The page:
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  3. To preserve its quirky downtown core, city may limit ground-floor office space


    By Angela Lau
    UNION-TRIBUNE STAFF WRITER

    May 23, 2007

    ENCINITAS – It never hurts to think ahead.
    Encinitas' downtown may be prosperous, but business leaders worry that its proximity to the ocean and its beach-town quirkiness could be the commercial center's undoing.

    In an effort to make sure downtown remains a shopping and tourist attraction, the City Council today will consider whether to ban new offices on ground-floor space on South Coast Highway 101 and to give owners of historical properties incentives to preserve their buildings. The proposals would cover an area of downtown bounded by Encinitas Boulevard on the north, K Street to the south, the ocean and just east of Vulcan Avenue.

    Encinitas is not the first coastal city to want to protect its downtown.

    The Del Mar City Council in April imposed a moratorium that allows only retail shops in vacant building space downtown to boost its declining sales tax revenue.

    Jennifer Grove, executive director for the Del Mar Village Association, a merchants' booster association, said most of Del Mar's downtown street-front space is used for nonretail purposes.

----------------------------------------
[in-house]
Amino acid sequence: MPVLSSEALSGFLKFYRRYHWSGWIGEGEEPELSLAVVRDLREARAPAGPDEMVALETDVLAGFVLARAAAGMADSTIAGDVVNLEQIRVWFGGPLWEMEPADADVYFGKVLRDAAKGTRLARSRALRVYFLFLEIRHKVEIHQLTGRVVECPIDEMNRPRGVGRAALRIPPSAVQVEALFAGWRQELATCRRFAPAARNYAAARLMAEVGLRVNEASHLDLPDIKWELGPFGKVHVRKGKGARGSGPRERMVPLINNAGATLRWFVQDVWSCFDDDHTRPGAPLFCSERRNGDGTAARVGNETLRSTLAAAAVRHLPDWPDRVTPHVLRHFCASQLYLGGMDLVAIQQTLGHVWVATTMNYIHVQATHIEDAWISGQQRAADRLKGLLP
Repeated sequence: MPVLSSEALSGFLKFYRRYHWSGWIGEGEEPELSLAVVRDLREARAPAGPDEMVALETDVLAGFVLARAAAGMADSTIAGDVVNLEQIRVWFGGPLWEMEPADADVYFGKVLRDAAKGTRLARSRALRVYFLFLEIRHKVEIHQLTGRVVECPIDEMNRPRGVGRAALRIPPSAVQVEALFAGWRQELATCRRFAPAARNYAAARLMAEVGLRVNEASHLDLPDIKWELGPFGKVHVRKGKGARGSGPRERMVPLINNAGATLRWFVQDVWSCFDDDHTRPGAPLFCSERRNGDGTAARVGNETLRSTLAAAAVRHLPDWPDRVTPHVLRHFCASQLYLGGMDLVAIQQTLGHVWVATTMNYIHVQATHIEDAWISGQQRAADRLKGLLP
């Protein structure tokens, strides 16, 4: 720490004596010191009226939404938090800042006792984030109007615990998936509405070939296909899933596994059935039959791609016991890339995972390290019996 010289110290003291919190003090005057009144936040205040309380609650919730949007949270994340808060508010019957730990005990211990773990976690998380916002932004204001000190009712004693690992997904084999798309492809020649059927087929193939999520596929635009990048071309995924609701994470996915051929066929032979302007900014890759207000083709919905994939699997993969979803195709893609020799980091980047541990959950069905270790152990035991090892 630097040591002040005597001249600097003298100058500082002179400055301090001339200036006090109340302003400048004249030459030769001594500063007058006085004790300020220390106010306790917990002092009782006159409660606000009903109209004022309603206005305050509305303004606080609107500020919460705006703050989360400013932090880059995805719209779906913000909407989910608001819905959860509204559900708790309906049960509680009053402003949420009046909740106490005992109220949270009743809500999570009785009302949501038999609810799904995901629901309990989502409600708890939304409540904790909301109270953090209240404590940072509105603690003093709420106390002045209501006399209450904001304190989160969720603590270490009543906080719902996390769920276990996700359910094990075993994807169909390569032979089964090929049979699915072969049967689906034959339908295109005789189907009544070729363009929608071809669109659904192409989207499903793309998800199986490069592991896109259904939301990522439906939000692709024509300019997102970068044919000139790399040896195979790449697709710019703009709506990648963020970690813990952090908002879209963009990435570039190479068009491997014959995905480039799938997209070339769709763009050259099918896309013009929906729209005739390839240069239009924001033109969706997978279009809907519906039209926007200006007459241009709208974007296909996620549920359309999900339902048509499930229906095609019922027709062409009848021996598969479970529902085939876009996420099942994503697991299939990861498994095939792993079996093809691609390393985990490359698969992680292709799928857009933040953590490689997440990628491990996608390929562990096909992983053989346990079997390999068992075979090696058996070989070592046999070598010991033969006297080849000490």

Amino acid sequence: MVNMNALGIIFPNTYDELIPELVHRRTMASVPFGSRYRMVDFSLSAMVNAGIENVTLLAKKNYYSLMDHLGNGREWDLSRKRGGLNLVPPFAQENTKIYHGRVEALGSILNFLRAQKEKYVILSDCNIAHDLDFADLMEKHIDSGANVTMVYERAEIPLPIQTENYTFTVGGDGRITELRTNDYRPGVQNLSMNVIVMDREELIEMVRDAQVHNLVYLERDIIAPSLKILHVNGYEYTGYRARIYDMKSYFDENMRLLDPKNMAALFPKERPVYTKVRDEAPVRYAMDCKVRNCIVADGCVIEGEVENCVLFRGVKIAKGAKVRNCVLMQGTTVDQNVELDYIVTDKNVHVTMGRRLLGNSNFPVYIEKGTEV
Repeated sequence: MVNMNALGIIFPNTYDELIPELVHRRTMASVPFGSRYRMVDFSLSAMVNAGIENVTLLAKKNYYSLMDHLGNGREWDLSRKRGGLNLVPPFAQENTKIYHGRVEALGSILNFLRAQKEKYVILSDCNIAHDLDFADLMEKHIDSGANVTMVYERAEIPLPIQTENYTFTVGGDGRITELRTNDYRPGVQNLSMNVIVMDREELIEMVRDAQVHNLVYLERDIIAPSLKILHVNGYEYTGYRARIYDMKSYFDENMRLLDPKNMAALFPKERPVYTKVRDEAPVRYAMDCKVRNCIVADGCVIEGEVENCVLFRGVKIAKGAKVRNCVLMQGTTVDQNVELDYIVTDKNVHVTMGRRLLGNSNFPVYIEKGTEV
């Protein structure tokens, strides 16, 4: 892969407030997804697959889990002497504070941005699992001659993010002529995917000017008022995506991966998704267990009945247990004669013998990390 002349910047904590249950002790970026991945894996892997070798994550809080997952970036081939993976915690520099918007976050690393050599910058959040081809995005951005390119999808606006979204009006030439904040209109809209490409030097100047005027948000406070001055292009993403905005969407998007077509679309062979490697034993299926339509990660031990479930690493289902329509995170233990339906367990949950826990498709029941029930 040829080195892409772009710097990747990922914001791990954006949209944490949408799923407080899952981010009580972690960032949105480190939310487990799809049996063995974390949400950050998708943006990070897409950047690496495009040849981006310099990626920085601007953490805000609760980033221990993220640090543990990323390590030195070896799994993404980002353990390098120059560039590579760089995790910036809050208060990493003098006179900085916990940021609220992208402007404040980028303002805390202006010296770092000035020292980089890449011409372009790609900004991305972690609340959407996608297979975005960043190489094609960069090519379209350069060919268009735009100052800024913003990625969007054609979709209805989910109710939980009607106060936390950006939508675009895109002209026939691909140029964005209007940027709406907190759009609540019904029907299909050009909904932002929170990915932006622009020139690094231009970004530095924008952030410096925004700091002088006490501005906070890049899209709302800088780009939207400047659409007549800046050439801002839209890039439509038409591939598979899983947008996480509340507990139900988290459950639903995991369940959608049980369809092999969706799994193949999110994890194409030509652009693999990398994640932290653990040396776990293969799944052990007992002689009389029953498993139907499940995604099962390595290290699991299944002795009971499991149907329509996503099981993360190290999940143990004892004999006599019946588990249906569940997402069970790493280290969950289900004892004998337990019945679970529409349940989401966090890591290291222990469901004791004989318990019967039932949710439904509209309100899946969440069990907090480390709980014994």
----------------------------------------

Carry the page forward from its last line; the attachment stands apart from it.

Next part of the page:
By contrast, the commercial heart of downtown on South Coast Highway 101 is 90 percent retail and 10 percent office use, said Peder Norby, executive director of the Downtown Encinitas MainStreet Association.

    And Norby wants to keep it that way. He is behind the push for a predominantly retail downtown.

    “The day could come when there could be 60 to 70 percent office on the ground floor and the rest is retail because this is a 'lifestyle district' where people choose to locate offices due to the location,” Norby said.

    “A typical retail is 1,500 square feet. It has two clerks and customers. An office can put in 100-square-foot cubicles and 15 employees. We are actually seeing some of that downtown.”

    Downtown is not the city's major revenue generator, contributing 8 percent to 9 percent of the city's $11.7 million in sales tax revenue this fiscal year, said Darlene Hill, the city's finance manager. The rest of the money comes from the Encinitas Ranch Town Center and other shopping centers on El Camino Real, outlets along Encinitas Boulevard, and commercial areas in Cardiff and Leucadia.

    But it is reasonable to expect downtown's ability to generate sales tax to continue to grow, Norby said. Between 2001 and 2005, downtown's contribution to the city's sales tax revenue increased by $300,000.

    To further secure downtown's charm, Norby suggested adding a historic overlay zone to downtown's master plan to encourage owners of historical properties to preserve them.

    Such a move would give owners the right to use their buildings for more purposes than are allowed under current zoning laws. For instance, Norby said, a home could be used as a coffeehouse, a museum or a bookstore.

    Under existing laws, the owner of a single-family home may be limited to residential use even after obtaining a historical designation for the property, city Planning Director Pat Murphy said.

    Some of the historical buildings downtown include the La Paloma Theatre at South Coast Highway 101 and D Street, built in 1928; the Third Street boat houses, built in the 1920s; and the former H & H gas station, built in 1933 on South Coast Highway 101, now occupied by RoadOne.